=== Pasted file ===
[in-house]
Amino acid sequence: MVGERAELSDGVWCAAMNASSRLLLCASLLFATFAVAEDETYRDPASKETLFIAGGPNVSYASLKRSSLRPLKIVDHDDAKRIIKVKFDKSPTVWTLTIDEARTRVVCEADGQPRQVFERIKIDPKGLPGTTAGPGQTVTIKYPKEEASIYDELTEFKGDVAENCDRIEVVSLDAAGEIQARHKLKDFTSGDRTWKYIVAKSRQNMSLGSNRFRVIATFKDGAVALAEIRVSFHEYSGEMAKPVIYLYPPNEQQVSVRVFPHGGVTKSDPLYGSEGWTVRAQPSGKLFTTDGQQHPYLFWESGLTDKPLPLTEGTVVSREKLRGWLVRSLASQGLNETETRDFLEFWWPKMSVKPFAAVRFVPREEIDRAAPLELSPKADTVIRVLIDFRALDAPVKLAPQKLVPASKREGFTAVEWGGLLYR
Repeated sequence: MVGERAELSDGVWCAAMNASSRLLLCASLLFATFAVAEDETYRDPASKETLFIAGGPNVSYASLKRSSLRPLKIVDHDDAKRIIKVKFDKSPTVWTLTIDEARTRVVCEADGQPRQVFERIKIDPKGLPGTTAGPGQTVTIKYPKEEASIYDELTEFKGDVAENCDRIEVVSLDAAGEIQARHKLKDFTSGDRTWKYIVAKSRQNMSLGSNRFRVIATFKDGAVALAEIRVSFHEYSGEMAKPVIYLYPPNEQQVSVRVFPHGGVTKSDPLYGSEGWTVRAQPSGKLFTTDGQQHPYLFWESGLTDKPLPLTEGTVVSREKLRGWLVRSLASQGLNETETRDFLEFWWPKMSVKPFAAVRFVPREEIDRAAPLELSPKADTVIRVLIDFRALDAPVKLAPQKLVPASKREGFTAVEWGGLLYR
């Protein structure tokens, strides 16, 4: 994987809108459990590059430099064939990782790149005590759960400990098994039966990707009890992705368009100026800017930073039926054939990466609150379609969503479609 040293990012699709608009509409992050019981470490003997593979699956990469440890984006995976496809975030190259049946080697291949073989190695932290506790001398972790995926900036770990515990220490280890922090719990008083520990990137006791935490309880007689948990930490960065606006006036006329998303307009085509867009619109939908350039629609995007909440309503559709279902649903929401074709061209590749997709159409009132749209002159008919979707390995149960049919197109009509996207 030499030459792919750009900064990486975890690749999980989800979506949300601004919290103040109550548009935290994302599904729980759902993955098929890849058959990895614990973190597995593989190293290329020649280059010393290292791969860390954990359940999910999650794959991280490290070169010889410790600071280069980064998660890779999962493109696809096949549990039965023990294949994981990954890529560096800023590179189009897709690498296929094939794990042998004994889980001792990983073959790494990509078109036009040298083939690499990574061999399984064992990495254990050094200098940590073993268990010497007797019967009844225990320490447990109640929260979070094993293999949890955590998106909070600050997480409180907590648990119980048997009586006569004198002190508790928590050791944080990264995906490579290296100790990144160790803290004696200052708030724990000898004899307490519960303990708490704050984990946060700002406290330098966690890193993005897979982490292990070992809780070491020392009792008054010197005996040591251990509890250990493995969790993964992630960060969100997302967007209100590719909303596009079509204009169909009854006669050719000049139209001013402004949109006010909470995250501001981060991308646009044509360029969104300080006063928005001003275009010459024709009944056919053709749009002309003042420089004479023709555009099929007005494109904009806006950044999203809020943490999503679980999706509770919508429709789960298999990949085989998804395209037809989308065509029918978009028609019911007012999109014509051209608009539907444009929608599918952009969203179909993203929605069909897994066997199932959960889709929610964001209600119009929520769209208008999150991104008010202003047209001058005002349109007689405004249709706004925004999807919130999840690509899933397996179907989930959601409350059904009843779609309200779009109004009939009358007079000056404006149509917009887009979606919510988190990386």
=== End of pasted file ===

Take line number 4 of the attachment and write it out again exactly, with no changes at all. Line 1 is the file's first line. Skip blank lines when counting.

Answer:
């Protein structure tokens, strides 16, 4: 994987809108459990590059430099064939990782790149005590759960400990098994039966990707009890992705368009100026800017930073039926054939990466609150379609969503479609 040293990012699709608009509409992050019981470490003997593979699956990469440890984006995976496809975030190259049946080697291949073989190695932290506790001398972790995926900036770990515990220490280890922090719990008083520990990137006791935490309880007689948990930490960065606006006036006329998303307009085509867009619109939908350039629609995007909440309503559709279902649903929401074709061209590749997709159409009132749209002159008919979707390995149960049919197109009509996207 030499030459792919750009900064990486975890690749999980989800979506949300601004919290103040109550548009935290994302599904729980759902993955098929890849058959990895614990973190597995593989190293290329020649280059010393290292791969860390954990359940999910999650794959991280490290070169010889410790600071280069980064998660890779999962493109696809096949549990039965023990294949994981990954890529560096800023590179189009897709690498296929094939794990042998004994889980001792990983073959790494990509078109036009040298083939690499990574061999399984064992990495254990050094200098940590073993268990010497007797019967009844225990320490447990109640929260979070094993293999949890955590998106909070600050997480409180907590648990119980048997009586006569004198002190508790928590050791944080990264995906490579290296100790990144160790803290004696200052708030724990000898004899307490519960303990708490704050984990946060700002406290330098966690890193993005897979982490292990070992809780070491020392009792008054010197005996040591251990509890250990493995969790993964992630960060969100997302967007209100590719909303596009079509204009169909009854006669050719000049139209001013402004949109006010909470995250501001981060991308646009044509360029969104300080006063928005001003275009010459024709009944056919053709749009002309003042420089004479023709555009099929007005494109904009806006950044999203809020943490999503679980999706509770919508429709789960298999990949085989998804395209037809989308065509029918978009028609019911007012999109014509051209608009539907444009929608599918952009969203179909993203929605069909897994066997199932959960889709929610964001209600119009929520769209208008999150991104008010202003047209001058005002349109007689405004249709706004925004999807919130999840690509899933397996179907989930959601409350059904009843779609309200779009109004009939009358007079000056404006149509917009887009979606919510988190990386």